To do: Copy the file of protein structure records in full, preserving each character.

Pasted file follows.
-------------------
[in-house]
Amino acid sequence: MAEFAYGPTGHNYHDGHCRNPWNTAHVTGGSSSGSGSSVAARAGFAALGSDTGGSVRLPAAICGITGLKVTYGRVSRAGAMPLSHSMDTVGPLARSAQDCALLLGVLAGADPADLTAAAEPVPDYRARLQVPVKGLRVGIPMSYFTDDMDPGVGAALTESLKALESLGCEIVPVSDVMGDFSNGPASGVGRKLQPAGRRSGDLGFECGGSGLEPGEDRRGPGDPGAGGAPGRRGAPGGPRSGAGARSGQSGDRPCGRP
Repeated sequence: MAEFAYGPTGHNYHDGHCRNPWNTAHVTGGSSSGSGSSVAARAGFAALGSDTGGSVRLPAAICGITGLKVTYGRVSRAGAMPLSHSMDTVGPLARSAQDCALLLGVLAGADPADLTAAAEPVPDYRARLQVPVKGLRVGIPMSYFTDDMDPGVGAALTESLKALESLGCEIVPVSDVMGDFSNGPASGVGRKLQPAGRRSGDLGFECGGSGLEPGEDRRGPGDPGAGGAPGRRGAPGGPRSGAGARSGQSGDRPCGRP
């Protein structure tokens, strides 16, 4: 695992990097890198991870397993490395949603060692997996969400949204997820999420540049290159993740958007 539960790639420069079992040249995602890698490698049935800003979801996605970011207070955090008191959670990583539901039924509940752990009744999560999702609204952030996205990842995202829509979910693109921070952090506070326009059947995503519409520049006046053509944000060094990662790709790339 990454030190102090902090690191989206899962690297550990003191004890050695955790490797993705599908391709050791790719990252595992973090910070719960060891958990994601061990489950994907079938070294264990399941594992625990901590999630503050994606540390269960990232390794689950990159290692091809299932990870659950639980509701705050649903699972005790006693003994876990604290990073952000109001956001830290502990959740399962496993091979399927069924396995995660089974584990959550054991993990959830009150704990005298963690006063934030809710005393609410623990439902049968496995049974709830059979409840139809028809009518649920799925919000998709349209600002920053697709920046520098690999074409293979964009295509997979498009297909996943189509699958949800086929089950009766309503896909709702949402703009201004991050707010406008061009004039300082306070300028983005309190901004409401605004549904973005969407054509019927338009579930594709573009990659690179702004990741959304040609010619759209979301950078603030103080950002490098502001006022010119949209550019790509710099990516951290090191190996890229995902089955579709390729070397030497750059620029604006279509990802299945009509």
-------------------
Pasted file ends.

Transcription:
[in-house]
Amino acid sequence: MAEFAYGPTGHNYHDGHCRNPWNTAHVTGGSSSGSGSSVAARAGFAALGSDTGGSVRLPAAICGITGLKVTYGRVSRAGAMPLSHSMDTVGPLARSAQDCALLLGVLAGADPADLTAAAEPVPDYRARLQVPVKGLRVGIPMSYFTDDMDPGVGAALTESLKALESLGCEIVPVSDVMGDFSNGPASGVGRKLQPAGRRSGDLGFECGGSGLEPGEDRRGPGDPGAGGAPGRRGAPGGPRSGAGARSGQSGDRPCGRP
Repeated sequence: MAEFAYGPTGHNYHDGHCRNPWNTAHVTGGSSSGSGSSVAARAGFAALGSDTGGSVRLPAAICGITGLKVTYGRVSRAGAMPLSHSMDTVGPLARSAQDCALLLGVLAGADPADLTAAAEPVPDYRARLQVPVKGLRVGIPMSYFTDDMDPGVGAALTESLKALESLGCEIVPVSDVMGDFSNGPASGVGRKLQPAGRRSGDLGFECGGSGLEPGEDRRGPGDPGAGGAPGRRGAPGGPRSGAGARSGQSGDRPCGRP
């Protein structure tokens, strides 16, 4: 695992990097890198991870397993490395949603060692997996969400949204997820999420540049290159993740958007 539960790639420069079992040249995602890698490698049935800003979801996605970011207070955090008191959670990583539901039924509940752990009744999560999702609204952030996205990842995202829509979910693109921070952090506070326009059947995503519409520049006046053509944000060094990662790709790339 990454030190102090902090690191989206899962690297550990003191004890050695955790490797993705599908391709050791790719990252595992973090910070719960060891958990994601061990489950994907079938070294264990399941594992625990901590999630503050994606540390269960990232390794689950990159290692091809299932990870659950639980509701705050649903699972005790006693003994876990604290990073952000109001956001830290502990959740399962496993091979399927069924396995995660089974584990959550054991993990959830009150704990005298963690006063934030809710005393609410623990439902049968496995049974709830059979409840139809028809009518649920799925919000998709349209600002920053697709920046520098690999074409293979964009295509997979498009297909996943189509699958949800086929089950009766309503896909709702949402703009201004991050707010406008061009004039300082306070300028983005309190901004409401605004549904973005969407054509019927338009579930594709573009990659690179702004990741959304040609010619759209979301950078603030103080950002490098502001006022010119949209550019790509710099990516951290090191190996890229995902089955579709390729070397030497750059620029604006279509990802299945009509």